The Texas labor market reported an employment high of 12,998,200 nonagricultural jobs in November, surpassing its pre-pandemic employment high of 12,970,000 jobs in February 2020, according to new data from the Texas Workforce Commission (TWC).
Texas reported 75,100 nonagricultural jobs were added in November and an unemployment rate of 5.2%. Since November 2020, Texas has added 698,700 jobs, the TWC reported.
"Texas continues to reach unprecedented milestones thanks to our unwavering commitment to economic freedom and our young, skilled, growing, and diverse workforce,” Gov. Greg Abbott said. "By reaching nearly 13 million jobs last month, Texas has surpassed our pre-pandemic employment levels – a remarkable achievement and testament to our welcoming business climate and strong workforce."
“Reaching this milestone for job creation in Texas shows the strength of our economy,” TWC Chair Bryan Daniel said, highlighting the agency’s many resources available to help employers and job seekers.
TWC Commissioner Representing Employers Aaron Demerson added, “Texas continues to be the top destination to do business, and the record-setting job growth we’ve seen month after month shows employers are committed to growing their footprint.”
The numbers show signs of improvement and the reality of the economic impact of the state being shut down for about one year.
Texas’ unemployment rate reached a record high 12.9% in April 2020, less than one month after Abbott shut down the state and declared a state of emergency because of the coronavirus. The unemployment dropped to 10.2% in June 2020, 9.3% in July 2020 and hovered between 6.9% in August 2020 and 5.9% in August 2021.
Texas led the nation in oil-and-gas bankruptcies by June 2020, after oil-and-gas activity “suffered a bloodbath of sorts in April as the state began to register the full effects of the Covid-19 lockdowns, with upstream jobs tumbling to the largest monthly decline on record,” Natural Gas Intelligence reported.
The Dallas Fed doubled its estimates for jobs losses in December 2019 through October 2020 because of volatile oil prices resulting from a Russia-Saudi Arabia oil war. It expected about 8,100 job losses in Texas’ oil-and-gas sector, the largest oil producer in the nation.
Those losses quickly turned into more than 1 million after Abbott placed restrictions on businesses to slow the spread of the coronavirus, and oil prices continued to hit rock bottom.
After Abbott shut down the state in mid-March 2020, wells were closed, rigs stopped operating and tens of thousands of workers were immediately laid off. Texas' oil output fell in March 2020 by an estimated 235,000 barrels a day, the largest monthly decline ever recorded, according to the Texas Alliance of Energy Producers.
By late April 2020, U.S. oil prices crashed to a record low with U.S. futures falling below $0 a barrel. The oil futures of West Texas Intermediate, the American benchmark of crude oil, plummeted to their lowest prices on record, and the largest single day drop of more than 90%.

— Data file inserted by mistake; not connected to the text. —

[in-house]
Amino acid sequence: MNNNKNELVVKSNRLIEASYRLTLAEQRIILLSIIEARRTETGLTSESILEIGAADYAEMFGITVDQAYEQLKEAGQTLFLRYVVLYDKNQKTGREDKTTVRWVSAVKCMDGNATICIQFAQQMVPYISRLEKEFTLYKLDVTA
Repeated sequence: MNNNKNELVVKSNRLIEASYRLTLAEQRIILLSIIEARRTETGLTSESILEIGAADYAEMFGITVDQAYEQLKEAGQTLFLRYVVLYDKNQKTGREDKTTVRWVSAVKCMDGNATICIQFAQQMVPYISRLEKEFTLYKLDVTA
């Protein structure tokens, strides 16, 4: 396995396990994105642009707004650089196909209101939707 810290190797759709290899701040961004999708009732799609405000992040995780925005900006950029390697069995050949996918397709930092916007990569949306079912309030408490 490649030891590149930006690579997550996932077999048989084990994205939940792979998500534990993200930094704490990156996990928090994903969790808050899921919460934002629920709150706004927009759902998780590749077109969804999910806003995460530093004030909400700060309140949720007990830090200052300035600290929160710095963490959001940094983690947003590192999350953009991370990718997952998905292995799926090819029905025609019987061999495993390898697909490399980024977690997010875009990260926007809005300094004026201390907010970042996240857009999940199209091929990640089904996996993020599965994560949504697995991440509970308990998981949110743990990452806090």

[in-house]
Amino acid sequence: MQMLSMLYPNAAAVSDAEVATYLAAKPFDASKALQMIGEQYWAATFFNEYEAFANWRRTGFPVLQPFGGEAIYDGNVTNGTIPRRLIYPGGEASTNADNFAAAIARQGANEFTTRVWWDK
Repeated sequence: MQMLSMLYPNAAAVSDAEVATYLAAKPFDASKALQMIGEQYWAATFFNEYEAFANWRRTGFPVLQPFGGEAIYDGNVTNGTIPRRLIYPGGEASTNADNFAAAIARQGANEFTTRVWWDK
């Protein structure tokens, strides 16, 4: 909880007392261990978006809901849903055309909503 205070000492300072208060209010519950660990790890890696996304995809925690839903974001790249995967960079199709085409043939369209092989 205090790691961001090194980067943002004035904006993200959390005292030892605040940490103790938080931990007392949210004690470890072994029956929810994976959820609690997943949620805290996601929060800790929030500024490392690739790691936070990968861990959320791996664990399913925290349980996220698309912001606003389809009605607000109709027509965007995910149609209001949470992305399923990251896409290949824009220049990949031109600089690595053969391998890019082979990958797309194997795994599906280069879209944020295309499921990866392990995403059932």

After the state reopened, Texas oil-and-gas upstream jobs slowly began to see gains, and oil-and-gas jobs continue to lead the state’s job growth.
Since the low employment point in September 2020, growth months in oil-and-gas jobs outnumbered decline months 11 to 2.
By October 2021, there were 183,400 upstream jobs, up by 22,800, or 14.2%, from the same time-period last year. An additional 21,900 jobs were added in the services sector, and 900 jobs in oil and natural gas extraction.
"Continued oil and natural gas upstream job growth is good news beyond the oil patch,” said Todd Staples, president of the Texas Oil & Gas Association. “Every direct oil and natural gas job in Texas generates an additional three jobs elsewhere in the state's economy. Oil and natural gas are not only essential for our everyday lives, but they anchor our economy and cement our energy security."
Still, many businesses did not recover from the restrictions.
In fact, “more Texas corporations filed for bankruptcy during the first half of 2020 than in any six-month period in the state’s history,” the Houston Chronicle reported in July, with Houston, the state’s largest city, hit the hardest.
In the Houston-area, bankruptcy courts received 144 Chapter 7 or Chapter 11 business bankruptcy filings this year, a 67% increase from last year.
Last year, one month after the state was shut down, Houston-area bankruptcy courts recorded 100 bankruptcy filings as of April 3, an 82% increase from the previous year over the same time period.
Meanwhile, lawsuits continue to make their way through the courts over the governor’s lockdown policies, filed by small business and bar owners who argue that labeling them “nonessential” was discriminatory, arbitrary and violated the state constitution. Many were put out of business while big box stores remained open.